WALL-E : Pixar's Animated Robots Are Better Actors Than Most Live Humans

Pixar's magnificent WALL-E might be their best movie yet, and that's saying something. It's a robot love story that's more touching and more human than anything else in theaters, and it might be the best romantic comedy since High Fidelity. The genre-bending is even more remarkable than that, as its post-apocalyptic love story careers wildly but surely from silent film to sci-fi epic, landing a subtle message about personal responsibility amid automation.

Perhaps most importantly, it may be the first animated film in over a decade not to be marketed on the strength of its voice talent. There are only seven speaking roles in the entire film (an eighth is voiced by Apple's Macintalk software, best known for Radiohead's "Fitter Happier"), and its two robotic leads have vocabularies of about 5 words each. Like a Wile E. Coyote cartoon or Fantasia, the visuals tell the story.

WALL-E (Waste Allocation Load Lifter - Earth class) is the last working robot on an abandoned earth. The future, several hundred years hence, looks very much like the one from Idiocracy: the landscape mainly consists of overflowing mounds of trash and the advertisements for the one super-mega-gigastore, Buy n Large, the world's last corporation, WALL-E's manufacturer. WALL-E compacts and stacks the trash, from which he rescues treasures: an iPod, a spork, a Rubik's Cube, a Twinkie, spare parts, a videotape of "Hello, Dolly!" that he watches over and over. His best friend is the only living thing on the landscape, a cockroach who burrows in an open Twinkie. These opening minutes perfect what I Am Legend was aiming for: the boring, beautiful, surreal stillness of a world with exactly one sentient inhabitant.

Then, of course, the plot sets in. A female robot comes to earth with a secret mission, and he falls hopelessly in love with her sleek curves and obvious perfection in manufacturing, resolving to aid her no matter what. Their interlude is adorable, but nearly excessively saccharine. Fortunately, the movie manages to catch itself by kickstarting the action again. WALL-E and EVE (the love interest robot, whom WALL-E's primitive voice box calls "Ee-va") go into space, the last refuge of the human race, and have an interstellar adventure, complete with Pixar's trademark stunning action tableaux, and one show-stopping dance through the void.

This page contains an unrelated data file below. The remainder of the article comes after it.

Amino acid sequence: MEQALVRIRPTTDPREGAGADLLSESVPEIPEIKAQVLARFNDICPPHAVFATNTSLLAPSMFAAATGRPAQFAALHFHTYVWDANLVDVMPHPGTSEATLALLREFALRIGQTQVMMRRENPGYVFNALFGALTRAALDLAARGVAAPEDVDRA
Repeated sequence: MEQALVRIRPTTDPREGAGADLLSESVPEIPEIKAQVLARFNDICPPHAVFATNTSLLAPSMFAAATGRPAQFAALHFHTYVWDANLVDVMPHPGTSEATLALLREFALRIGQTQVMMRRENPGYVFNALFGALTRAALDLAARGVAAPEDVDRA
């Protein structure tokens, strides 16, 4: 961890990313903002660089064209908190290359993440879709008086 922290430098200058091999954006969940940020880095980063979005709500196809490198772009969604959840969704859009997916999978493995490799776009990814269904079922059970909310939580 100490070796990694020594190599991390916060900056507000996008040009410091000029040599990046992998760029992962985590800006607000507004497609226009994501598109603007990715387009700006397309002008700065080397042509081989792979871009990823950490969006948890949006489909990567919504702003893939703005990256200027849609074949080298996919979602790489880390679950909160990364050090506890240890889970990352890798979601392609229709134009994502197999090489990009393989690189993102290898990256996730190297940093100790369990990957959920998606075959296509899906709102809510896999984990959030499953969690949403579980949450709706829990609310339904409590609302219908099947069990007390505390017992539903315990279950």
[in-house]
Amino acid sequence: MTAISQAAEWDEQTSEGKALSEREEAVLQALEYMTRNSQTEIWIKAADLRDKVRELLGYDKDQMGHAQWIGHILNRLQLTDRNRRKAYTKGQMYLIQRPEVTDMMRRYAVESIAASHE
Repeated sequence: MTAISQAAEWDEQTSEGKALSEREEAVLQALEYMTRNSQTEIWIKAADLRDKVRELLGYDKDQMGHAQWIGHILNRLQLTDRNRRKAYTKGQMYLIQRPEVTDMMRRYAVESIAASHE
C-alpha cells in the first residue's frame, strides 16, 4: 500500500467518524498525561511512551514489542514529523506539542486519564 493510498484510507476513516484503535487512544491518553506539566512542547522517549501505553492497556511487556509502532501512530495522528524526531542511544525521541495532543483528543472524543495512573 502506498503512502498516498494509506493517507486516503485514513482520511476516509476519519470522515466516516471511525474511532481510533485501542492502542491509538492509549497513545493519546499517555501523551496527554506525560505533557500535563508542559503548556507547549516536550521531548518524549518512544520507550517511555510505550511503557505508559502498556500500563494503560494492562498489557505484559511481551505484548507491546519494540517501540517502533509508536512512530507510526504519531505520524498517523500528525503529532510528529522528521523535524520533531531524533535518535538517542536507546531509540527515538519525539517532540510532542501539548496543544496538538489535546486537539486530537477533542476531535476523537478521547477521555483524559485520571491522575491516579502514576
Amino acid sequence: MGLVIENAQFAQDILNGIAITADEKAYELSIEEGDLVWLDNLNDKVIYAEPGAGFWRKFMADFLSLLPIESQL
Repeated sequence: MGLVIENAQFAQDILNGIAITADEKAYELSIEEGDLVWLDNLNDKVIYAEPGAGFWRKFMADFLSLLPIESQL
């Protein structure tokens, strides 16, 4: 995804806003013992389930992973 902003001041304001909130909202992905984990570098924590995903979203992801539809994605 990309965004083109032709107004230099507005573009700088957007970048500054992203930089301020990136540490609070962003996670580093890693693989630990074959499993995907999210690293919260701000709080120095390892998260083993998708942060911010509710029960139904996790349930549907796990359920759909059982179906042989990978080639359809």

As usual, a Pixar animated short precedes the movie, and this one is a winner: "Presto," a hysterical cartoon about a magician whose hungry rabbit doesn't want to be pulled through his hat. From beginning to end, it's a loving homage to Chuck Jones, from the characters' facial expressions to the rapid-fire gags to the wily rabbit himself. Little Steven van Zandt has often said that in rock and roll, "You're only as cool as who you steal from," and Pixar chooses its inspirations well, from Chuck Jones to Charlie Chaplin, Buster Keaton and Harold Lloyd, silent-film icons who elevated the pratfall to its Platonic ideal.

Pixar's first nearly wordless main character was Boo, the adorable baby human girl from Monsters, Inc., who could only say two things: "Kitty" and "Boo!" WALL-E does most of his acting with his oversized, droopy eyes, his armclaws that shake when he's frightened, and his plaintive, scratchy voicebox that shouts the one word he knows other than his name, with all the love, longing, fear, and courage he can muster: "Eva!"

Animation is the art of bringing life to the lifeless, and Pixar has put more life into Luxo lamps, unicycles, Etch-a-Sketch dolls, and robots than many human actors invest into human roles. Each of their films is a labor of love, love that pours out of every cel. If the movies weren't so funny, they might overwhelm their post-ironic audiences with their supreme empathy. But a spoonful of sight gags makes subversive sincerity go down easy. After billions of dollars of box office revenues and over a decade of unbroken blockbusters, Pixar might just be making the world a better place.